Difference between revisions of "Configuration Files"

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Some of the commonly accessed configuration files are listed here according to the broad category under which it falls.
 
Some of the commonly accessed configuration files are listed here according to the broad category under which it falls.
Video and X environment
+
=== Video and X environment ===
  
    xorg.conf - /etc/X11/xorg.conf  
+
'''''xorg.conf''' - /etc/X11/xorg.conf''
  
GRUB boot options
+
=== GRUB boot options ===
  
    menu.lst - /boot/grub/menu.lst
+
*  '''menu.lst''' - ''/boot/grub/menu.lst''<br>
    NOTE : Unlike the convention throughout PCLinuxOS where read access is given even if modifying needs root permission, this particular file needs root password even to read. If opened as a regular user, the file will not show any text.  
+
'''''NOTE''''' : Unlike the convention throughout PCLinuxOS where read access is given even if modifying needs root permission, this particular file needs root password even to read. If opened as a regular user, the file will not show any text.  
  
Startup options
+
=== Startup options ===
  
    rc.local - /etc/rc.d/rc.local
+
*  '''rc.local''' - ''/etc/rc.d/rc.local''<br>
    This script will be executed *after* all the other init scripts. You can put your own initialization stuff in here if you don't want to do the full Sys V style init stuff.  
+
This script will be executed *after* all the other init scripts. You can put your own initialization stuff in here if you don't want to do the full Sys V style init stuff.  
  
File system mounting
+
=== File system mounting ===
  
    fstab - /etc/fstab
+
*  '''fstab''' - ''/etc/fstab''<br>
    The fstab file typically lists all available disks and disk partitions, and indicates how they are to be initialized or otherwise integrated into the overall system's file system. fstab is still used for basic system configuration, notably of a system's main hard drive and startup file system, but for other uses has been superseded in recent years by automatic mounting. http://en.wikipedia.org/wiki/Fstab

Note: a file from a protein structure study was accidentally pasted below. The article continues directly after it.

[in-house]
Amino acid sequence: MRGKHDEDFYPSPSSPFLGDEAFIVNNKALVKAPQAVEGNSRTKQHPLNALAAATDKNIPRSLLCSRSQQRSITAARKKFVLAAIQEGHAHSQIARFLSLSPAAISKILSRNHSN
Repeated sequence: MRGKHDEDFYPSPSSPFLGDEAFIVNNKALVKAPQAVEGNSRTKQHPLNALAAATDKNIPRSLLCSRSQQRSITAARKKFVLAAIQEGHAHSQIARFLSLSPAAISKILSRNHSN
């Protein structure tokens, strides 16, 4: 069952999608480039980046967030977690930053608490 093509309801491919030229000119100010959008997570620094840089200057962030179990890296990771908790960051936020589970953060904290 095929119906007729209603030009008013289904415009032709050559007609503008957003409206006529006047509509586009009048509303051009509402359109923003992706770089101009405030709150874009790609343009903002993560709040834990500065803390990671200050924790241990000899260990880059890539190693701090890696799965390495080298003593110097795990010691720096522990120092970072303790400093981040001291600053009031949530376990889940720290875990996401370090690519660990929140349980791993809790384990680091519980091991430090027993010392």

+
The fstab file typically lists all available disks and disk partitions, and indicates how they are to be initialized or otherwise integrated into the overall system's file system. fstab is still used for basic system configuration, notably of a system's main hard drive and startup file system, but for other uses has been superseded in recent years by automatic mounting. [http://en.wikipedia.org/wiki/Fstab http://en.wikipedia.org/wiki/Fstab]
  
  

Revision as of 14:27, 18 April 2018

  • Relevant to PCLinuxOS 2012.08 KDE. However the basics will be relevant to other PCLinuxOS editions also.

This page is intended to be a one stop source for locating various configuration files spread over your PCLinuxOS installation.

Once you know where a particular configuration file is present, it would be possible to customize the behaviour of your favourite OS to your exact taste. It will also help with advanced troubleshooting in case of errors.

Introduction

Although modern PCLinuxOS offers beautiful and easy to use graphical user interface, the underlying system works using various configuration options defined in simple human readable text files. These files are located at various points of your installation.

Some of the commonly accessed configuration files are listed here according to the broad category under which it falls.

Video and X environment

xorg.conf - /etc/X11/xorg.conf

GRUB boot options

  • menu.lst - /boot/grub/menu.lst

NOTE : Unlike the convention throughout PCLinuxOS where read access is given even if modifying needs root permission, this particular file needs root password even to read. If opened as a regular user, the file will not show any text.

Startup options

  • rc.local - /etc/rc.d/rc.local

This script will be executed *after* all the other init scripts. You can put your own initialization stuff in here if you don't want to do the full Sys V style init stuff.

File system mounting

  • fstab - /etc/fstab

The fstab file typically lists all available disks and disk partitions, and indicates how they are to be initialized or otherwise integrated into the overall system's file system. fstab is still used for basic system configuration, notably of a system's main hard drive and startup file system, but for other uses has been superseded in recent years by automatic mounting. http://en.wikipedia.org/wiki/Fstab




[category:Advanced]]